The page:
Sea cucumber is an animal
Sea cucumber is not a plant but an animal. About 1,000 species have been described, which vary in size from only 3 cm to more than 1 m in length.
Sea cucumbers live in all of the oceans, being found in waters up to 200 m in depth. Most of them are colored black, brown, or olive-green, although tropical species may be reddish, orange, or violet. Sea cucumbers eat small invertebrates, algae, bacteria, and organic detritus.
In most species the process of fertilization takes place outside of the body. The fertilized eggs develop into free-living larvae that are dispersed with water currents.
A sea cucumber may seem harmless. It is a soft, slow-moving creature with a rubbery hide, but it has an effective defense. If it is attacked violently, it quickly ejects part of its own intestines onto the attacker.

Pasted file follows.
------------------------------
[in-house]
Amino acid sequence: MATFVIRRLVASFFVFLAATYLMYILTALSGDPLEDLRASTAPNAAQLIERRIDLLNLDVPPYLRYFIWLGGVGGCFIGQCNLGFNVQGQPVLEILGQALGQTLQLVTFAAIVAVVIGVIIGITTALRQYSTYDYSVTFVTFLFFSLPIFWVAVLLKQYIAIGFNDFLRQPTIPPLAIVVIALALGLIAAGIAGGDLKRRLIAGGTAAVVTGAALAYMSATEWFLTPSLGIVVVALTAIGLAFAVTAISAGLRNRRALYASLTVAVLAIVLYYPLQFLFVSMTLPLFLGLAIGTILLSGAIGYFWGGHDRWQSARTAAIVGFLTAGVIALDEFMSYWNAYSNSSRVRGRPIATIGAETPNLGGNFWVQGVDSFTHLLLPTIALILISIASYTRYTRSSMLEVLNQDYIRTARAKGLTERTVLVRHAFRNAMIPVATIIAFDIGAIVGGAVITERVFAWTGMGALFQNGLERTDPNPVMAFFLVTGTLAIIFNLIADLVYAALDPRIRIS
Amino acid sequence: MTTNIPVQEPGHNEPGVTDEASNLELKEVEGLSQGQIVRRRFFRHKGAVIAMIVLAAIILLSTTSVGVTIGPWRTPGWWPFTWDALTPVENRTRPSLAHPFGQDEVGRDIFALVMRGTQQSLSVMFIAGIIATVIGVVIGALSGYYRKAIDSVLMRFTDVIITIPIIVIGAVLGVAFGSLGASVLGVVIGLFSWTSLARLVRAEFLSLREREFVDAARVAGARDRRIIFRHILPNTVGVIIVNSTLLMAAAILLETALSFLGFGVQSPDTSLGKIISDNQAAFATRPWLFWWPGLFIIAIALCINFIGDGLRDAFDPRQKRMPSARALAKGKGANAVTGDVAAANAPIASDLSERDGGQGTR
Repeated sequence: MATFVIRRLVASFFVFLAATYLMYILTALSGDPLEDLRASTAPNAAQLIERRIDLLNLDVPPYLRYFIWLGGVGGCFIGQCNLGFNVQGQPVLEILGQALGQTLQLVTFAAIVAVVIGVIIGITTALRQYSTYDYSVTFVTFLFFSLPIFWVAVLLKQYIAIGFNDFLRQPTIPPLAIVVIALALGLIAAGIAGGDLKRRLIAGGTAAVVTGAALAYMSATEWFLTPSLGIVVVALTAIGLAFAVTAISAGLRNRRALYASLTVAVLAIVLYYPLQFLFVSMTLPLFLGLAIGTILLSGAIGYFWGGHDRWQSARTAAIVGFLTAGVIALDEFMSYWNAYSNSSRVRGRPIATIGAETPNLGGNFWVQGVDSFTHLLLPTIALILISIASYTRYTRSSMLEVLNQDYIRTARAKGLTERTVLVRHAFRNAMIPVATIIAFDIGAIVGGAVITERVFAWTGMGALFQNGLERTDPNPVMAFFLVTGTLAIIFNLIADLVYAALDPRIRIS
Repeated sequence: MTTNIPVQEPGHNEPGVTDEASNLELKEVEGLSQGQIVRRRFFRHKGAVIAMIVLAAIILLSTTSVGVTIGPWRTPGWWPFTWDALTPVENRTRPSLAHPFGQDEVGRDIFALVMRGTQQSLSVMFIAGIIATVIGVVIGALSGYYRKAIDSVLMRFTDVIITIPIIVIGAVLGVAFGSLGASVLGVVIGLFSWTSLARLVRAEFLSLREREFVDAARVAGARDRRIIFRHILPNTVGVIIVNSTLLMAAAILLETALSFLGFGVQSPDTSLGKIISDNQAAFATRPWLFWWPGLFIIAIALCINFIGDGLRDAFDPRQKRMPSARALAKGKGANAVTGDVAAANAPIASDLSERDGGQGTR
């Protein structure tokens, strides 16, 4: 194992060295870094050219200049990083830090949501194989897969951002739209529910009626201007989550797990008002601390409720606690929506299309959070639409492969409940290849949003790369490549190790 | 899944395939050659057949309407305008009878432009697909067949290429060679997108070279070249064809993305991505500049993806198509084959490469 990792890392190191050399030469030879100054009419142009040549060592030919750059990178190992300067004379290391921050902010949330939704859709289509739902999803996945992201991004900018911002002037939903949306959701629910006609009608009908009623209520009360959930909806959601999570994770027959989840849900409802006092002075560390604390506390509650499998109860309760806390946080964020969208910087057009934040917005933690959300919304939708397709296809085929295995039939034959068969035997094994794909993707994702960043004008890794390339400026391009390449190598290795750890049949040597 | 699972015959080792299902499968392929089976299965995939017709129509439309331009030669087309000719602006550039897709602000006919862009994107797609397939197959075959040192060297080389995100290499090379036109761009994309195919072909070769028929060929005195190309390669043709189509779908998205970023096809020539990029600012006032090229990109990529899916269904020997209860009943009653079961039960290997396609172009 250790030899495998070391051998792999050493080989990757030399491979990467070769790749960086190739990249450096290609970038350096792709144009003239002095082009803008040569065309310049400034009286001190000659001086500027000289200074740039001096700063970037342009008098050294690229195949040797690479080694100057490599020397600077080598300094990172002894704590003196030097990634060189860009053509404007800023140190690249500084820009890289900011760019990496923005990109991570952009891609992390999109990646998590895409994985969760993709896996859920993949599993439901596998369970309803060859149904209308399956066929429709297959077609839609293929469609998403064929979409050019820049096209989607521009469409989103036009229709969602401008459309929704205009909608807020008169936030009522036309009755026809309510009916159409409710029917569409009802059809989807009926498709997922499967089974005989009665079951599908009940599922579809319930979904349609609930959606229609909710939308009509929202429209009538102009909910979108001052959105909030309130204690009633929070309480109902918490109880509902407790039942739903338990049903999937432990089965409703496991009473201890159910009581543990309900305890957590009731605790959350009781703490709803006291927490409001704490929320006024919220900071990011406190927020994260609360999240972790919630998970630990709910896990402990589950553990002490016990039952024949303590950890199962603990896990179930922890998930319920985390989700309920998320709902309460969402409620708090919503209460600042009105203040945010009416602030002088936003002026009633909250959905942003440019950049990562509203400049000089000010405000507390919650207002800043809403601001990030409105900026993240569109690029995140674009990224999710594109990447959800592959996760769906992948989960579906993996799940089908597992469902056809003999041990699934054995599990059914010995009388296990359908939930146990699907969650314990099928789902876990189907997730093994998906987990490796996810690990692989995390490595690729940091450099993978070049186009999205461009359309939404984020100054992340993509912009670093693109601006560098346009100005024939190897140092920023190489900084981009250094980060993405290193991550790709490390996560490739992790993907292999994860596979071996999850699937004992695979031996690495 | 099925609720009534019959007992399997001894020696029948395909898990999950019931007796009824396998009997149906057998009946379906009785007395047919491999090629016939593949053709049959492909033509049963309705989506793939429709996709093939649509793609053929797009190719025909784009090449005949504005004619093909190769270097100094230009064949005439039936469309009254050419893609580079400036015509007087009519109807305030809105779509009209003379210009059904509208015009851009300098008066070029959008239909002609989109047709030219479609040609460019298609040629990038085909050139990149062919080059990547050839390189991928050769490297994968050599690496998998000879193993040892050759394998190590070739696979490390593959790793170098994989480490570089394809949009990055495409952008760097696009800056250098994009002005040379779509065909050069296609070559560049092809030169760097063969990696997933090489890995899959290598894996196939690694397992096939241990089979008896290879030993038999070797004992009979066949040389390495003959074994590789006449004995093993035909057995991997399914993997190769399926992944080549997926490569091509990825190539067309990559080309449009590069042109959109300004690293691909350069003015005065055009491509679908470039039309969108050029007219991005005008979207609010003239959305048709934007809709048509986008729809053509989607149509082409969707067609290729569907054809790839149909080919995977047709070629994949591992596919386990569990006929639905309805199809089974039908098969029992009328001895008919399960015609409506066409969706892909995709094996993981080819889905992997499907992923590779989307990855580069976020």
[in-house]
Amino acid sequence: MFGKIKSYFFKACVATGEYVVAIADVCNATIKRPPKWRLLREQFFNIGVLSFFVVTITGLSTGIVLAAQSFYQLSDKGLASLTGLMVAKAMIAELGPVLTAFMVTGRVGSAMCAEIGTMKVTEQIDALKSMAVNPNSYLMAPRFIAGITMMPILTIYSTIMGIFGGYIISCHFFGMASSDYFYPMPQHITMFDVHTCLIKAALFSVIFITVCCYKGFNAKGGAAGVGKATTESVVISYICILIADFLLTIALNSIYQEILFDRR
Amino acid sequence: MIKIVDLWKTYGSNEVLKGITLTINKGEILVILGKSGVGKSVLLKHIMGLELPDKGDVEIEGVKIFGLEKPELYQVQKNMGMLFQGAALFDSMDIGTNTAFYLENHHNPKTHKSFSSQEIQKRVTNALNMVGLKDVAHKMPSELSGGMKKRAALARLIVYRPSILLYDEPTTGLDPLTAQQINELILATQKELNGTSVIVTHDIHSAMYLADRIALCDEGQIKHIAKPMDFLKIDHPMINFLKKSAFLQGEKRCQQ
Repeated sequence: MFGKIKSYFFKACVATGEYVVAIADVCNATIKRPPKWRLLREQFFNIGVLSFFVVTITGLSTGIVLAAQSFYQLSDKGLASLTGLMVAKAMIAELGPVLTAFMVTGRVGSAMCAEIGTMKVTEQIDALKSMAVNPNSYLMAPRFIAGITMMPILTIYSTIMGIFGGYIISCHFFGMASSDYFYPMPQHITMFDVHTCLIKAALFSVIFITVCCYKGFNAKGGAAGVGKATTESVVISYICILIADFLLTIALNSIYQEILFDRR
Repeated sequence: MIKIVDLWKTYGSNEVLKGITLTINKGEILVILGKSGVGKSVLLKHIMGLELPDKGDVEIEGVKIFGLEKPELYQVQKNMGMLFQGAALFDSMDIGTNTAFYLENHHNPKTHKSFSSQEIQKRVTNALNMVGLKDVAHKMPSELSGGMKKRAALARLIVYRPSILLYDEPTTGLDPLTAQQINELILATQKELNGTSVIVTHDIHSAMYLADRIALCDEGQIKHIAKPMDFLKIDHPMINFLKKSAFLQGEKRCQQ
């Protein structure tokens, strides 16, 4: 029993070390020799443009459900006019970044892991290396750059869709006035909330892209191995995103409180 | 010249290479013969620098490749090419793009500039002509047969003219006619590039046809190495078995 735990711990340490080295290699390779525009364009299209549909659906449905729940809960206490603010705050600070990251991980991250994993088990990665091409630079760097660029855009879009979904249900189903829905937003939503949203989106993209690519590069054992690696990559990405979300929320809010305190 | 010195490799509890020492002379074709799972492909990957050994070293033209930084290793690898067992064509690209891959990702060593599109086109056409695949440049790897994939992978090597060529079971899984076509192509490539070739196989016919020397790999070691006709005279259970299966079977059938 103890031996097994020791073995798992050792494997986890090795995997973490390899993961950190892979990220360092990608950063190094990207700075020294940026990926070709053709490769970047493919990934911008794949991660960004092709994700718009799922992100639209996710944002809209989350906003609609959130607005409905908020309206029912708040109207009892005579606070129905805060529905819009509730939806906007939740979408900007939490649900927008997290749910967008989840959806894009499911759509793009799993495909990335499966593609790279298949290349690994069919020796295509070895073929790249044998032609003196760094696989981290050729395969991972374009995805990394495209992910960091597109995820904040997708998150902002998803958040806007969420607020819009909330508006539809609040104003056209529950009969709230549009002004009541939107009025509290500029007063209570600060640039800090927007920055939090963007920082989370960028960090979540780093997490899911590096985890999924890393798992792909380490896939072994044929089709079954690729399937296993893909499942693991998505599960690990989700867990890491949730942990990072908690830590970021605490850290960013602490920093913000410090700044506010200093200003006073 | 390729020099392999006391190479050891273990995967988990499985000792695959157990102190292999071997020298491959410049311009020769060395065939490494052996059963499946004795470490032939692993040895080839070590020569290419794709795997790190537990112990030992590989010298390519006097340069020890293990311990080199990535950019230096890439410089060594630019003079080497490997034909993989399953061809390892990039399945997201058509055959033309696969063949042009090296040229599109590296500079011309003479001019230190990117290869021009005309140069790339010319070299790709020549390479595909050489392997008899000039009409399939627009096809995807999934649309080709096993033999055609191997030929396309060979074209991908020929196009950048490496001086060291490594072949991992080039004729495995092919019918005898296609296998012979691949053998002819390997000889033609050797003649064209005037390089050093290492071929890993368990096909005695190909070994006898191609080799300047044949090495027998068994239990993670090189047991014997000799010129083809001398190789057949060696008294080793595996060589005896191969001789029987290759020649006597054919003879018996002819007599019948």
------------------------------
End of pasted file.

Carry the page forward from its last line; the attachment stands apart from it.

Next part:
Although it may seem like an overreaction, this defense is highly effective. The attacker is suddenly snarled in a mass of slimy, sticky, stringy goo, preventing it from further attack.
Meanwhile, the sea cucumber escapes and spends the next six weeks of its slow life regenerating its internal organs.
Sea cucumbers do not often have to resort to such an extreme defense. Many kinds are poisonous, and some are brightly colored to advertise their toxic nature. Most predators focus on more tasty creatures, but in a strange twist of evolution a few have developed the ability to eat the cucumber’s ejected intestines.
In some parts of the world, particularly Southeast Asia and China, sea cucumbers are considered a delicacy and are widely harvested as food. Often preserved dried, this trepang or bêche de mer is an ingredient of some kinds of oriental cuisine. Overharvesting has resulted in the virtual disappearance of these animals from wide areas.